Funding the Revolution: Money and the New Britain Movement

In 1932 Dimitrije Mitrinović decided that the moment had arrived to “build a New Britain”, and launched the New Britain Movement. The Movement was centred around support for Guild Socialism, monetary reform, and a political system combining principles of devolution and world federation. It adopted the idea of the Threefold State, developed by Rudolf Steiner, in which parliament would be divided into separate houses for culture, economics and politics. A successful publicity campaign kicked off the Movement, which evidently struck a chord with a swathe of the British public. Over 60 local branches were established across the country, and the Movement’s weekly magazine was at times selling up to 32 000 copies. Contributors included Bertrand Russell, Harold Macmillan, Frederick Soddy, Prof. J. Macmurray, Patrick Geddes and S.G. Hobson.

NAF 1-8-1-211 Letter from Bill Duff, p.1, excerpt

Some in Mitrinović’s network realised that to achieve its aims, the New Britain Movement would need a sound financial footing. Bill Duff was one such friend, although his money making schemes may strike some as walking an interesting line between the inspired and the ridiculous. Duff wrote to Mitrinović with a list of suggestions ranging from the prosaic, such as charging subscription fees and for admission to lectures, to the creation of a New Britain Theatrical Review! Duff also suggested creating New Britain ties – leading to possibly my favourite comment in the Collection, “…even Communists love uniforms at heart”!

NAF 1-8-1-211 Letter from Bill Duff, Excerpt re Uniforms

In the end it seems that the Movement was financed by sales of their magazines, The New Britain Quarterly and New Britain Weekly, perhaps subscriptions and membership fees, and donations from sympathetic friends and acquaintances. The situation was always rather precarious. Mitrinović’s biographer Andrew Rigby paints a vivid picture of D.R. Davies and others dashing across the country to solicit donations to keep the presses running and get the magazine produced.

The New Britain Movement collapsed amidst intense disagreement over its direction, and power struggles, in 1934. A remarkable letter from A.R. Hearn records his response to the financial difficulties he suffered when New Britain finally collapsed.  A loan he had given the organisation was left unpaid, causing an “avalanche” in his words that left him in debt. Despite what he termed his “gamble” spectacularly failing to pay off, Hearn remained committed to the cause.

NAF 1-10-18-24 Letter from Hearn, p.1, excerpt 'disaster'The New Britain Movement may not have lasted long, but those responsible for its brief existence certainly organised a flurry of activities in that time. The Archive has records relating to lectures, conferences, luncheons, and other events. There are manifestos, constitutions and statements of belief. New Britain produced various journals: New Albion, New Atlantic, The Eleventh Hour Bulletin, New Britain Quarterly  and New Britain Weekly magazines were published between 1933 – 1935. All of this is a testament to the determination, generosity and belief in the cause show by Mitrinović and those he inspired.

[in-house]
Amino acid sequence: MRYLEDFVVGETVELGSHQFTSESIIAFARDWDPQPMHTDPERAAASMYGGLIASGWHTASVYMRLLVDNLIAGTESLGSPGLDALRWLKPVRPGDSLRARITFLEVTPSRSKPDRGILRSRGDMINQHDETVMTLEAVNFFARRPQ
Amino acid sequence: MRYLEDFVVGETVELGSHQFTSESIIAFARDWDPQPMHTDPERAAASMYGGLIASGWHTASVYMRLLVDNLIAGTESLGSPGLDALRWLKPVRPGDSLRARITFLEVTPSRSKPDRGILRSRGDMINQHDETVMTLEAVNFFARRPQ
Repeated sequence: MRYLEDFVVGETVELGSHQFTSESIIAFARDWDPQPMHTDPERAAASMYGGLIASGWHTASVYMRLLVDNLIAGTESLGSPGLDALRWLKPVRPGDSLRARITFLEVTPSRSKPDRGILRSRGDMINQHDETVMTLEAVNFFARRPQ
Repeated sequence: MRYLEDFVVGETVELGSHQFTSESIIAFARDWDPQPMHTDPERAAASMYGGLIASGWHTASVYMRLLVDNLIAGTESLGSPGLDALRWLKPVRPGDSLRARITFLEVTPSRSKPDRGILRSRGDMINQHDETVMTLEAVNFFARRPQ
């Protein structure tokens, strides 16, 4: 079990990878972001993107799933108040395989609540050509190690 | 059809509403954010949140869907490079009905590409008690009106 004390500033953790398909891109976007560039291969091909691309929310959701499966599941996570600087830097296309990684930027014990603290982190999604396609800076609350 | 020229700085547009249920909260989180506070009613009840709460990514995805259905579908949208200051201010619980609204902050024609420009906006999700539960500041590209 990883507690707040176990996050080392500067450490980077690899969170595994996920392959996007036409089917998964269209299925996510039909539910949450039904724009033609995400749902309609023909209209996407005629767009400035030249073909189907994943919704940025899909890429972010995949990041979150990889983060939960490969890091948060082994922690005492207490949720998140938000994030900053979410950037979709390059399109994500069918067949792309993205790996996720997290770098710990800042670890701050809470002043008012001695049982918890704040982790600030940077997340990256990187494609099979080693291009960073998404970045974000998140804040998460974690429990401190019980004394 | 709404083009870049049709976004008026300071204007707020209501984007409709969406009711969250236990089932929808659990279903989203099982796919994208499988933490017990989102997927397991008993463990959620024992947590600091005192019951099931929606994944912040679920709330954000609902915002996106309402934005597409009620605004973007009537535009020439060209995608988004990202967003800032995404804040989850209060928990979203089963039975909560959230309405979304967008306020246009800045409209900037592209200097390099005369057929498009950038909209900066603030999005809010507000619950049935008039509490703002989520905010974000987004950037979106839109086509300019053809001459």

NAF 1-10-18-24 Letter from Hearn, p.2, excerpt New Britain's future

P.S. If anyone does ever find a New Britain tie (if they ever were produced), we’d love to know! After all, everyone loves a uniform…



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2 responses to “Funding the Revolution: Money and the New Britain Movement

  1. David Page

    Great post! Fascinating and really helpful! Where, I wonder, did you find the letter from Duff? I would have expected it to be in the Winifred Gordon Fraser correspondence, 1932-53 file (which was numbered 3-2-1-19), but I did not see it there and have never before see any mention of even the idea of NBM ties! (For various ideological and practical reasons, though, I highly doubt they were ever produced.) The details of the Duff letter for purposes of citation would be very much appreciated. Thank you.


    • Thank you! I’m often asked how Mitrinović and the various organisations he established supported themselves, so I thought there might be some interest in these letters. The letter from Duff was amongst Mitrinović’s personal correspondence, in a large file of letters currently numbered NAF 1/8/1. Actually the fact that you hadn’t come across the letter in your research shows how the catalogue I’m working on will be really useful! I’m making sure to include lots of relevant search terms, like “New Britain”, to ensure that researchers will find it easier to identify relevant material.


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